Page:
Bridgette Binczak Speaker Bio

Session: A Developmental Approach to Servant-Leadership
Joe Hatcher, PhD, Professor of Psychology, Chair of the Psychology Department, Pieper Family Chair of Servant-Leadership

Where does one start to teach servant-leadership to college students? What elements make up the successful servant-leader?

Joe Hatcher Speaker Bio

Session: Servant-Leadership in a Liberal Arts Setting

Joe Hatcher, PhD, Professor of Psychology, Chair of the Psychology Department, Pieper Family Chair of Servant-Leadership

Are the values of servant-leadership and the Liberal Arts a natural fit? How does one use existing overlaps to add servant-leadership to college courses?

Joe Hatcher Speaker Bio

Session: From Poverty to Power: The Multi-Generational Impact of the Odyssey Project

Emily Auerbach and Dr. Kevin Mullen, PhD

“The Odyssey Project helped me unwrap my gifts and rewrite the story of my life,” commented one African American single parent. How can an award-winning humanities course help break a cycle of poverty not only for adult students in the classroom but also for their families and communities? Odyssey graduates will join Odyssey Co-directors Emily Auerbach and Kevin Mullen to share their journeys of transformation. Now in its 17th year, the life-changing Odyssey Project has empowered adults to move from homelessness to UW bachelor’s and master’s degrees, from incarceration to meaningful work in the community. This presentation will share the 17-year track record of the UW Odyssey Project as well as exciting new ventures with Odyssey Junior, extending literacy and enrichment to the next generation, and Odyssey Beyond Bars, bringing credit-bearing UW-Madison composition courses into prison.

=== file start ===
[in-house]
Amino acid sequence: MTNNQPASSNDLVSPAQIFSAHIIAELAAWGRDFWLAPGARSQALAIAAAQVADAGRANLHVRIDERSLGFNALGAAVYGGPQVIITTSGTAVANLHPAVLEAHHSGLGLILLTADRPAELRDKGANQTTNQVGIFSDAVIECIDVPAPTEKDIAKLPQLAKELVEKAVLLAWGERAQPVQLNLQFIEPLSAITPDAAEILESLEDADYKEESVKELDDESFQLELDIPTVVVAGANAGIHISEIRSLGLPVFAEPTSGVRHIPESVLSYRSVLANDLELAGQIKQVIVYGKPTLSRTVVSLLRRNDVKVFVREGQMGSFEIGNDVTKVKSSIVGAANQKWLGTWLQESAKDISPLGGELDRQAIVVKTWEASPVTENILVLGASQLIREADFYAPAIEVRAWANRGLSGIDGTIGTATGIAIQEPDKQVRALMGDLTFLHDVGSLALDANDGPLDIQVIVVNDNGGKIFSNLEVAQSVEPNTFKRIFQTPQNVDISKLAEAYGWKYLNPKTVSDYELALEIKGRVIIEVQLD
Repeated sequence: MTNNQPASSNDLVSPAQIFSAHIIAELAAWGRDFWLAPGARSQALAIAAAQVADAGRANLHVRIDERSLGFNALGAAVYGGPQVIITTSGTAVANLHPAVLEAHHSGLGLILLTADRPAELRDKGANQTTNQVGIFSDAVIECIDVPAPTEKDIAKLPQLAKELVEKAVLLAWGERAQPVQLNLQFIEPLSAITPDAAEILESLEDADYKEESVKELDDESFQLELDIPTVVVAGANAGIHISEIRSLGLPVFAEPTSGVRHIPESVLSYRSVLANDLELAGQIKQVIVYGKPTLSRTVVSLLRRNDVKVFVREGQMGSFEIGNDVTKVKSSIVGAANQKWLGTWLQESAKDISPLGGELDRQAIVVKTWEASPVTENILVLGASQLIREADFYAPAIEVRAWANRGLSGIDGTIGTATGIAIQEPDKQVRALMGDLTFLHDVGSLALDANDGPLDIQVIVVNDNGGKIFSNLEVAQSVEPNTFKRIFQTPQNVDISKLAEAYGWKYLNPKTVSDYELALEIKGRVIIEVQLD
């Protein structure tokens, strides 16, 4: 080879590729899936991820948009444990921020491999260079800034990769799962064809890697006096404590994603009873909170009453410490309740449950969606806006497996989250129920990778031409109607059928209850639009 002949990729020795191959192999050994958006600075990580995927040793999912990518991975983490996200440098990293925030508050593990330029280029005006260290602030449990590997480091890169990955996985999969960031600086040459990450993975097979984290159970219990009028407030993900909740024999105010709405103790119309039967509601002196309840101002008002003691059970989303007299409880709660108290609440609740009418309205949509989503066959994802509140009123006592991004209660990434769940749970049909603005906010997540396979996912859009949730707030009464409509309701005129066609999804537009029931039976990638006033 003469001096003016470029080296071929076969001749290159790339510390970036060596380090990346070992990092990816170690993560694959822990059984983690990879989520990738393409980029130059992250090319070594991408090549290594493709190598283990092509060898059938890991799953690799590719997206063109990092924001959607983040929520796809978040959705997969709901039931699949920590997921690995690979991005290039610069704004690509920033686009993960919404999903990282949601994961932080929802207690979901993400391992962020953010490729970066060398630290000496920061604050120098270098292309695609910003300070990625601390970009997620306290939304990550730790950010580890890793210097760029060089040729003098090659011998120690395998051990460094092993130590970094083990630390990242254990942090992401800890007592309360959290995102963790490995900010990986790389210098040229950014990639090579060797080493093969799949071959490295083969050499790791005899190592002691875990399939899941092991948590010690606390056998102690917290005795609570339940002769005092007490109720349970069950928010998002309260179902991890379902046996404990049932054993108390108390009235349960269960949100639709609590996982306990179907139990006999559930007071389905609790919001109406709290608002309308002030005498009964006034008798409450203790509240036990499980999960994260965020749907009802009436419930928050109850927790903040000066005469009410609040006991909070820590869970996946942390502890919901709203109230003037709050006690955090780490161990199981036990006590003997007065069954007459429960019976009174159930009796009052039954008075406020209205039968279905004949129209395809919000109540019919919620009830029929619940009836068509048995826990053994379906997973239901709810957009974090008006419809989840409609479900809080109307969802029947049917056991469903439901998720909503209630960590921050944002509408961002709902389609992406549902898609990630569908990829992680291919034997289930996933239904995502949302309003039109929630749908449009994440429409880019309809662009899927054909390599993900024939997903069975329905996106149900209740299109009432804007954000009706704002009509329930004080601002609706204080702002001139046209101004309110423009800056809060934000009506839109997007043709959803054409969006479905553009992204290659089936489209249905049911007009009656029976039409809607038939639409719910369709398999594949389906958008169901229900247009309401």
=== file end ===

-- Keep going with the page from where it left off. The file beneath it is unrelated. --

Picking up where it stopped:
Speakers Bio

Session: Practice What We Teach: Servant-Leadership Education For Professionals

Robert Toomey, Shelley Quandt, Tom Thibodeau

There are a number of approaches that can be taken when teaching/training others about servant-leadership. One of the many choices that requires reflective intentionality by the training/educational provider is this: How do we practice servant-leadership principles so they may be implemented in a professional setting? Providing servant-leadership training is not only about the program – it’s also place, people, and process. In this session we’ll dig into how to create a welcoming learning environment that encourages active listening, builds community, practices hospitality, develops empathy, and other servant-leadership characteristics.

Speakers Bio